Tales From The Cellar


Italian Wines, The Roads Less Traveled

On October 6th, we had a very interesting, informative and exciting evening for all the “I love anything Italian” people that attended.

Before tasting the wines, our special guest, Valentina Cirasola, gave a great presentation on the “The ItalianTable and Dining Etiquette.” Throughout the event Augustine and Angela Buonocore of La Biscotteria in Redwood City provided authentic and delicious focaccia, biscotti, and grissini to accompany our wines. Lastly, they treated us with delicious cannoli, to enjoy as a conclusion to our tasting.

The tasting itself was terrific, featuring selected Italian wines from lesser known regions and/or varietals. The theme, “Italian Wines, The Roads Less Traveled,” showcased our imported wines buyer, Howard Padgett’s, efforts in expanding our unique selection.

We started with the beautiful and very classy NV Monte Rossa Saten ($34.99) sparkling wine from Franciacorta in Lombardia, a blend of Chardonnay and Pinot Bianco fermented in bottle. Then followed the 2009 100% Petite Arvine white wine by Les Cretes. The texture is rich, but not heavy, floral nose, citrus and passion fruit with an obvious minerality. The Petite Arvine wines are terrific if you want something on the exotic side. We recommend the excellent 2009 Swiss bottling from Cave du Vieux-Moulin ($32.99) which we currently have in stock.

We tasted the 2010 “Praepositus” Kerner ($27.99) by Abbazia di Novacella from the Isarco Valley in the far northern region of the Alto Adige. Kerner, a cross-bred grape of Riesling and the red Schiava, purportedly gets its name from the name of a German writer of drinking songs. The Riesling influence is obvious with a subtle pear like character as well as minerality followed by fresh clean acidity.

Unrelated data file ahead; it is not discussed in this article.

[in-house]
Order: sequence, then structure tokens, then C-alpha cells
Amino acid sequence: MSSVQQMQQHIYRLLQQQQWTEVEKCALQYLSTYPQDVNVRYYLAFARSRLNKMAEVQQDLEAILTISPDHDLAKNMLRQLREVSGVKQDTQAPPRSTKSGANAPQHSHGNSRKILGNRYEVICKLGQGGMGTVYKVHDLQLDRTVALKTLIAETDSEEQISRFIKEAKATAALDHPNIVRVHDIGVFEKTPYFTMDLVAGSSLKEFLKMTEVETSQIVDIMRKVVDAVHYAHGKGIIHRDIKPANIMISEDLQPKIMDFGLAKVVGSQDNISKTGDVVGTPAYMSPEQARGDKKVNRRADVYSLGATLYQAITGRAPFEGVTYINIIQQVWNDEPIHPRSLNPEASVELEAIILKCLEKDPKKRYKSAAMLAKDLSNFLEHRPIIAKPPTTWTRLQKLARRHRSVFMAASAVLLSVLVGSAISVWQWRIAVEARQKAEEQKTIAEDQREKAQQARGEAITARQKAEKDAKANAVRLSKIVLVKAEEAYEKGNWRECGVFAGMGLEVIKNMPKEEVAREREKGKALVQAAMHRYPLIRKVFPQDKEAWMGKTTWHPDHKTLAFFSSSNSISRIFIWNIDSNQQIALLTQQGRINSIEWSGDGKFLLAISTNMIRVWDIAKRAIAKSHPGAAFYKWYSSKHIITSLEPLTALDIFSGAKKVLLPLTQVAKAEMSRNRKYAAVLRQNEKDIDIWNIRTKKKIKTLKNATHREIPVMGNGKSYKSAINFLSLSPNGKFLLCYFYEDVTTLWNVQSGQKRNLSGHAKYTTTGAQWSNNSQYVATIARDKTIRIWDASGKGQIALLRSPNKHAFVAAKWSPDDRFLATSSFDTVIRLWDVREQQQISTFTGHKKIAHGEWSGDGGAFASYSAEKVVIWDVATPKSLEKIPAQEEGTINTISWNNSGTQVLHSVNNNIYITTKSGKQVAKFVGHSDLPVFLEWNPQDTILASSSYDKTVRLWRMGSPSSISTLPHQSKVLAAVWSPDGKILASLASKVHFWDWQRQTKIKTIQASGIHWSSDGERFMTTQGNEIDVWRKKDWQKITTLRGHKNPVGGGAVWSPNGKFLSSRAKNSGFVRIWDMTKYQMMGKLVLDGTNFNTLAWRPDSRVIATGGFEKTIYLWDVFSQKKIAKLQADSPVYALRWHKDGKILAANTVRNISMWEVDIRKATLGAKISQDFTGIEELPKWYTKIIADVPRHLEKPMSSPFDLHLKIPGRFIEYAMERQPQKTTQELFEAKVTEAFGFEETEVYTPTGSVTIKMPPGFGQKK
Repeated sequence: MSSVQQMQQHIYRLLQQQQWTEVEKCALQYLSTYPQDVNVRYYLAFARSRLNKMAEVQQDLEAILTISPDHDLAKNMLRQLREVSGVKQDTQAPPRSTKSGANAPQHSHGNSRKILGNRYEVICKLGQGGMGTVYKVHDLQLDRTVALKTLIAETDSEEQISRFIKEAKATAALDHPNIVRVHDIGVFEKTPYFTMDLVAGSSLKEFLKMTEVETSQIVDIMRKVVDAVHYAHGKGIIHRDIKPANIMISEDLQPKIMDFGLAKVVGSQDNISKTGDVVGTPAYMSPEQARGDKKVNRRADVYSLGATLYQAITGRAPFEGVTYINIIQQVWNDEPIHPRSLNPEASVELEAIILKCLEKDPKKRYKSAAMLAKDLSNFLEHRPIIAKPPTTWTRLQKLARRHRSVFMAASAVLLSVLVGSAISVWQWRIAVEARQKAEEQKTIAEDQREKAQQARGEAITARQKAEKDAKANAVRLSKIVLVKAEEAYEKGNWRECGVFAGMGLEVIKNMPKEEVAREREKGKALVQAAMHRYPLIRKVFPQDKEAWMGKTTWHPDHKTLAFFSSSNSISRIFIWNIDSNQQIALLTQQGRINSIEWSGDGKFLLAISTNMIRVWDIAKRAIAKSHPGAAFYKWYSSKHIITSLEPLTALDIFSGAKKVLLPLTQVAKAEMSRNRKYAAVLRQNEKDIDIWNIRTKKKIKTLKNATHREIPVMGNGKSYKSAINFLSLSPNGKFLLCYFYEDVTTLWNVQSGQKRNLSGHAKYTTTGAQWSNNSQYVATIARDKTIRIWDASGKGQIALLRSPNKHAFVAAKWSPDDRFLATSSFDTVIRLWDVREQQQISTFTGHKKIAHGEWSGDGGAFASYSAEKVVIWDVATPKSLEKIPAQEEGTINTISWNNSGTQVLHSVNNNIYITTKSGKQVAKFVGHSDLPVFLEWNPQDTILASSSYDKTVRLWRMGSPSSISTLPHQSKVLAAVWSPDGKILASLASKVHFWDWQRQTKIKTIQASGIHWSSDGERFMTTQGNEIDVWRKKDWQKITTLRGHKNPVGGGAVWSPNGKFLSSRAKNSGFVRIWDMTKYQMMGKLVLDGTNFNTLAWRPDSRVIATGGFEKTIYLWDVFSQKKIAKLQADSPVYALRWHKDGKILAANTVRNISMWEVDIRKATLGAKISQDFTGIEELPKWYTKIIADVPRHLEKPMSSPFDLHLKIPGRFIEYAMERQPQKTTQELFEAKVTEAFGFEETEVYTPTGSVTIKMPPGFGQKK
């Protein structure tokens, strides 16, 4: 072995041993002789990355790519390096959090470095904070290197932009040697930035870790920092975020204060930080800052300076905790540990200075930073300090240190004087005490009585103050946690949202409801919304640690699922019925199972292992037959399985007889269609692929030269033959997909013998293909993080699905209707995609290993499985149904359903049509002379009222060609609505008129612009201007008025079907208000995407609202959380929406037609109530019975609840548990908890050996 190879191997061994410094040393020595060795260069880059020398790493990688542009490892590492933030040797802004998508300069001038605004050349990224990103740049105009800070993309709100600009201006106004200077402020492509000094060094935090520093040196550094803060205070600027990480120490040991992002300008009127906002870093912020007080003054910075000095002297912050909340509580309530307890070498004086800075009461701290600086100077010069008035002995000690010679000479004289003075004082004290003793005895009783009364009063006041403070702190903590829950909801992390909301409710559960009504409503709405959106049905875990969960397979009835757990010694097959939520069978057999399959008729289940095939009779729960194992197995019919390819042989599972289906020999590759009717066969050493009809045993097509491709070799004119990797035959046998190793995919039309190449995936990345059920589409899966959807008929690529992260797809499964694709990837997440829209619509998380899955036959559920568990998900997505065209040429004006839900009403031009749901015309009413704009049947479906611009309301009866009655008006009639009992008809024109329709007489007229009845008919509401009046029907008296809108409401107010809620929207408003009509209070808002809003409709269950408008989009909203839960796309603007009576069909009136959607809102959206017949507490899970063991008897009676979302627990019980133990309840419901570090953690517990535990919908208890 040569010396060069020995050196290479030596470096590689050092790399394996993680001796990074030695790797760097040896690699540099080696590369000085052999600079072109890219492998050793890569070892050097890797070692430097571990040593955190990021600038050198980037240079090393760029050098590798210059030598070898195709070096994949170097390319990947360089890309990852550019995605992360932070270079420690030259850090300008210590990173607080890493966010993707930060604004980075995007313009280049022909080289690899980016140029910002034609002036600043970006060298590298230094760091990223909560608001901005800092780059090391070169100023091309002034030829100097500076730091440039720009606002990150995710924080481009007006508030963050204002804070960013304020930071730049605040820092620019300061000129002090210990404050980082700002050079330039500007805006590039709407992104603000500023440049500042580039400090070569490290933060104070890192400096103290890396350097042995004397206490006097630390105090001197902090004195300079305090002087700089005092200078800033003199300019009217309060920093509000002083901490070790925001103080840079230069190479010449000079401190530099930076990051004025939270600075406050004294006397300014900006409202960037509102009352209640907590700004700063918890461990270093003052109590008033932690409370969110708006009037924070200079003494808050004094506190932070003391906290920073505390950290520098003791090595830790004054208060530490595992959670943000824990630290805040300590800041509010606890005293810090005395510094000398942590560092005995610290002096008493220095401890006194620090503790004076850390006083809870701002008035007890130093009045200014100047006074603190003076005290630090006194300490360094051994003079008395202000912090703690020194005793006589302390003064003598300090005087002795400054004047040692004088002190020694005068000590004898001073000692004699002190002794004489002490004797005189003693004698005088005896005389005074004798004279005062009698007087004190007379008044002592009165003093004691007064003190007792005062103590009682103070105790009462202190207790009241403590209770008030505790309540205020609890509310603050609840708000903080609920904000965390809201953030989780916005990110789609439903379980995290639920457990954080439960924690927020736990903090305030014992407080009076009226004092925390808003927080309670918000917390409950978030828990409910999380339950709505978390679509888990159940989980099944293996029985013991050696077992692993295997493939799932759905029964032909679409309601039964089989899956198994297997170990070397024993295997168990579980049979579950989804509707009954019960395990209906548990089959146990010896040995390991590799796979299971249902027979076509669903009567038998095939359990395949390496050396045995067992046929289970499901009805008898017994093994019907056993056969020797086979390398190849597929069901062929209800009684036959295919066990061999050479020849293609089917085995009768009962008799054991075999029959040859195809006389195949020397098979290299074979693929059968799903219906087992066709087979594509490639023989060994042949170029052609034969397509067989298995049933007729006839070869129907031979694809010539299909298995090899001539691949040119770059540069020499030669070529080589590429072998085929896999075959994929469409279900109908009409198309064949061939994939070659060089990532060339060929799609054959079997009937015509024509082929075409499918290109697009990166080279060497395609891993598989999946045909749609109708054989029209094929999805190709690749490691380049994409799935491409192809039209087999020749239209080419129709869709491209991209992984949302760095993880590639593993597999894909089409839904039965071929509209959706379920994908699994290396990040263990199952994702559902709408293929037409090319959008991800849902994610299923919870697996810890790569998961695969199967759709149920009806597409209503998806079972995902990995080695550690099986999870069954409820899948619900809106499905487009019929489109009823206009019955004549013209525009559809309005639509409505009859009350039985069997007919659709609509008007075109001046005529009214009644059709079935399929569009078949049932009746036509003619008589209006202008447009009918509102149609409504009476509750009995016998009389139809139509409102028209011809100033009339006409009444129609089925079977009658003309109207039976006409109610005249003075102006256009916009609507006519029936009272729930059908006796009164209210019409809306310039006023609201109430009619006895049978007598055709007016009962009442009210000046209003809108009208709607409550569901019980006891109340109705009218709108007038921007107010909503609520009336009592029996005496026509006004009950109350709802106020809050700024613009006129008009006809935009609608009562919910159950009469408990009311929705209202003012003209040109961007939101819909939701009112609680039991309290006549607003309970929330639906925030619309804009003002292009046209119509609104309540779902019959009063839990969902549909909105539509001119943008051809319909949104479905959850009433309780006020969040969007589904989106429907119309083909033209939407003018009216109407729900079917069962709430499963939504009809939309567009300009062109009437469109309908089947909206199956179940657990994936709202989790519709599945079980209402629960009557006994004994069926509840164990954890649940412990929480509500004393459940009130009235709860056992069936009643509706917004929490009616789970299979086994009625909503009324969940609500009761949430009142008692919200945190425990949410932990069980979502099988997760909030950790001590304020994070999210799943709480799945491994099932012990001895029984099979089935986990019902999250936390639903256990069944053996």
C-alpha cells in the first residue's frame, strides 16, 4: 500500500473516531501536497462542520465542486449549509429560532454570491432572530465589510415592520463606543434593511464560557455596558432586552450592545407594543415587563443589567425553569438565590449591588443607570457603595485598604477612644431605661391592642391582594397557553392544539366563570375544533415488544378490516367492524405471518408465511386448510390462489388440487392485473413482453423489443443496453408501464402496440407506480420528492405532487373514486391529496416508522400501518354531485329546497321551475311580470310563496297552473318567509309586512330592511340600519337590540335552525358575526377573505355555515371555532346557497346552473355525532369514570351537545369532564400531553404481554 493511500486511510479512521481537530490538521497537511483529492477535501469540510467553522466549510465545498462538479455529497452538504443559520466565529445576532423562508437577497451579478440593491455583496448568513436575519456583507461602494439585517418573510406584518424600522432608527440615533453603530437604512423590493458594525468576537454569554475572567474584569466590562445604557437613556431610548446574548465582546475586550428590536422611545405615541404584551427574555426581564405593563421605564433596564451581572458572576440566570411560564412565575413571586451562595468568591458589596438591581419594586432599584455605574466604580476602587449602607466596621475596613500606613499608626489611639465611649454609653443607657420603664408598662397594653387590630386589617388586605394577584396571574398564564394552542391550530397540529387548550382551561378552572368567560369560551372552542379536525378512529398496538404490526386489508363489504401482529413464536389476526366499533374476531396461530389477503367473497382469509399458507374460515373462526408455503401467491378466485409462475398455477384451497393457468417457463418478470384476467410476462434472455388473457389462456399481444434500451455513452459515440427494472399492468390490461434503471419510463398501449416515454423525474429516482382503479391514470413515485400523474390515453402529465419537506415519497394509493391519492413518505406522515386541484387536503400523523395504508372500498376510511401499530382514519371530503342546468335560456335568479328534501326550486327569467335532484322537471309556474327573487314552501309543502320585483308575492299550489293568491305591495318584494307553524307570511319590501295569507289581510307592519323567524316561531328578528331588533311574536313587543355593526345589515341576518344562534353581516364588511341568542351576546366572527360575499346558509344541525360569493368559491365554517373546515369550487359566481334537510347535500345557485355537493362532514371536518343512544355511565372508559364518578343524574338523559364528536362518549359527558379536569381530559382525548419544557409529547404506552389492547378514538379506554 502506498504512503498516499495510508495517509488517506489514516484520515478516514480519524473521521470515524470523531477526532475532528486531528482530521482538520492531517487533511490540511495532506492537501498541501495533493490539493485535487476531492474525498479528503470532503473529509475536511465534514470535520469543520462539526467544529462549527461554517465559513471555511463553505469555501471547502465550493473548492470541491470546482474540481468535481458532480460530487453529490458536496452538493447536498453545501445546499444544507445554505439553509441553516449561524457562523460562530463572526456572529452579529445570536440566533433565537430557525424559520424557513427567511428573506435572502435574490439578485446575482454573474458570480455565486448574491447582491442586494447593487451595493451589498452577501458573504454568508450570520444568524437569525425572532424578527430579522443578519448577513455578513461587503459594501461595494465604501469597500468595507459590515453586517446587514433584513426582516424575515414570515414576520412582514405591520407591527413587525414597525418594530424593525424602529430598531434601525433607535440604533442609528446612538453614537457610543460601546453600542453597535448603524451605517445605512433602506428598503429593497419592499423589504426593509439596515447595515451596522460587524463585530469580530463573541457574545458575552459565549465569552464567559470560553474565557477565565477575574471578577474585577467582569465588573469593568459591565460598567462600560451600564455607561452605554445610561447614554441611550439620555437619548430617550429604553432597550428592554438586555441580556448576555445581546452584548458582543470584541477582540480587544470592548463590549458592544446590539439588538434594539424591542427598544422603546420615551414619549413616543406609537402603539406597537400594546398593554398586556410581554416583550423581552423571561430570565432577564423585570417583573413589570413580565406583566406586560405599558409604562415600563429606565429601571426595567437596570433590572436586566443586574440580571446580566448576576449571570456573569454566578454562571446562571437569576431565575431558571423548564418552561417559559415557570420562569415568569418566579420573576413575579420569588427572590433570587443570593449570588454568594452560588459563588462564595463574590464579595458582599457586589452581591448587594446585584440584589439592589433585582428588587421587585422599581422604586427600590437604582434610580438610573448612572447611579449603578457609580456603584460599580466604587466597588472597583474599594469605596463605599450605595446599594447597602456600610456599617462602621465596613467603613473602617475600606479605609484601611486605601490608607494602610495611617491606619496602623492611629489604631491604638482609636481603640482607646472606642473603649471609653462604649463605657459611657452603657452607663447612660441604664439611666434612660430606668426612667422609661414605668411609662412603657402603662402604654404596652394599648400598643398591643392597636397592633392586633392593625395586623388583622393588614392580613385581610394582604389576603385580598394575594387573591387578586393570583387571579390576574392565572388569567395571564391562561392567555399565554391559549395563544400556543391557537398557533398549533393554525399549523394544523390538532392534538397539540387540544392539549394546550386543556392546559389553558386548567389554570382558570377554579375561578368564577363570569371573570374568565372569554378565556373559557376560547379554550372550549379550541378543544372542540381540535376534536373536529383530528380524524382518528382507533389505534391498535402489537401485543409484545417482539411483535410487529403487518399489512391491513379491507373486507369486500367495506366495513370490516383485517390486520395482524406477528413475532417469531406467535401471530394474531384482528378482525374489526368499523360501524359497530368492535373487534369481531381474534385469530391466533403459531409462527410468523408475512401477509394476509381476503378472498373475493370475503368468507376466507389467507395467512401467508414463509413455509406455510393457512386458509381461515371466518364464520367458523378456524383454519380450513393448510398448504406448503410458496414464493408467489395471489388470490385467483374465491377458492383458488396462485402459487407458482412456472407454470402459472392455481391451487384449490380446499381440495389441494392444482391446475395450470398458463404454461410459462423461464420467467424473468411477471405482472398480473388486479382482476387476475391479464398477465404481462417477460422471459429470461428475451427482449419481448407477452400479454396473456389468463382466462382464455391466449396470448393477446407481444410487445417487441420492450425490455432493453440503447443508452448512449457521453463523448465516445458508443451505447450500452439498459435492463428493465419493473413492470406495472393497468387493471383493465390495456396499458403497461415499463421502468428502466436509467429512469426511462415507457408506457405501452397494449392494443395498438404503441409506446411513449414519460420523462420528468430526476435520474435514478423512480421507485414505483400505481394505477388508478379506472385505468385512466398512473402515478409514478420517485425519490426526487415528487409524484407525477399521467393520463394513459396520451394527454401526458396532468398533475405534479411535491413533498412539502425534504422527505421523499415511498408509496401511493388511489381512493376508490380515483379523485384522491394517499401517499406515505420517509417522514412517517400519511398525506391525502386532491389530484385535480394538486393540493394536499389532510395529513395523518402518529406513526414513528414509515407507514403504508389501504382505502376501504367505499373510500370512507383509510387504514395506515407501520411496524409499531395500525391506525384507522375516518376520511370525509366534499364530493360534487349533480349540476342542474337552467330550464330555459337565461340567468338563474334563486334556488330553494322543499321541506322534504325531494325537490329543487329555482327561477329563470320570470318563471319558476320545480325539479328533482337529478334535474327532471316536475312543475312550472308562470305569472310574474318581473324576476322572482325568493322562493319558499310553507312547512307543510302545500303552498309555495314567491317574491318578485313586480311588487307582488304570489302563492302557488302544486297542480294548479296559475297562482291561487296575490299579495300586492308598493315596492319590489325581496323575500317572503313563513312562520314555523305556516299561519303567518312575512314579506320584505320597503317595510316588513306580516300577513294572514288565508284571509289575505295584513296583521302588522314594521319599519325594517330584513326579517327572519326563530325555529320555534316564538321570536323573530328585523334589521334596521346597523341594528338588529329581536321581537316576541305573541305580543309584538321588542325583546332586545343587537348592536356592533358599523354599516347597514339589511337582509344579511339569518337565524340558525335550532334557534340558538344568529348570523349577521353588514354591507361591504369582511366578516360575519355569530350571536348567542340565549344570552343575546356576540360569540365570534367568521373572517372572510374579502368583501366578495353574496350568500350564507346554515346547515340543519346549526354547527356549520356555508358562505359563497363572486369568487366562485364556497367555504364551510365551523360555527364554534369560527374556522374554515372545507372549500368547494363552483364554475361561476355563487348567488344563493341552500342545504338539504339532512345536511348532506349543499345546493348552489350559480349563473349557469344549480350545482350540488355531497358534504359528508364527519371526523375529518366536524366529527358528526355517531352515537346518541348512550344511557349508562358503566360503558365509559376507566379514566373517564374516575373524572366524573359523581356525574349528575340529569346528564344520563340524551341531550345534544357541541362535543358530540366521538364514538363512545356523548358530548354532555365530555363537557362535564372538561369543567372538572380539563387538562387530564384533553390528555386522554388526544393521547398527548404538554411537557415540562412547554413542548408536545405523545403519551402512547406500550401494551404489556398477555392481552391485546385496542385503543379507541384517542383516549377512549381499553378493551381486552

The first red of the evening was a 2009 Pelaverga “Basadone” from Castello de Verduno ($21.99) in Piemonte. A lighter bodied wine, it reminded me of a cross between Nebbiolo and Bourgogne Rouge in weight and texture and had spicy overtones. The superb 2006 Tuscan red, Villa di Capezzana’s Carmignano ($25.99), located just west of Florence is a blend of 80% Sangiovese and 20% Cabernet Sauvignon.  This wine showed good density, elegance, sweet red fruit, and a very persistent finish.

We had the opportunity to taste a grape that most people have never heard of, the 2006 Tazzelenghe, produced by Conte d’Attimis-Maniago ($32.99) in the Colli Orientali del Friuli. This was a fairly hearty and robust wine of dark red fruit and bright acidity. It is definitely a good wine for grilled or roasted meats and game. Then we tasted a Nebbiolo, but with a twist. This was the 2007 Sforzato di Valtellina “Albareda” ($54.99) by Mamete Prevostini, a wine made by drying the grapes (about 30 days) before fermentation. It was one of the overall favorites with beautiful dried floral and red fruit character. The last red, 2004 Montefalco Sagrantino by Terre de Trinci ($49.99), definitely made a bold statement. From the region of Umbria, the aromas and flavors were broad and complex, ranging from black fruit, slight vanilla and spices.

Then came the finale, and what a finale it was! We tasted the fabulous Sicilian 2007 L’Ecru Passito by Firriato ($34.99), a dessert wine which is a blend of Zibibbo and Malvasia. It showed scents of honey, orange peel and dried figs with a texture that really glides. It really is a fascinating exotic wine, and I highly recommend this for the upcoming holidays, or just anytime.

Gary M.,  Beltramo’s Wine Consultant

This entry was posted on Tuesday, October 25th, 2011 at 7:42 pm and is filed under Uncategorized, Wine. You can follow any responses to this entry through the RSS 2.0 feed. Responses are currently closed, but you can trackback from your own site.

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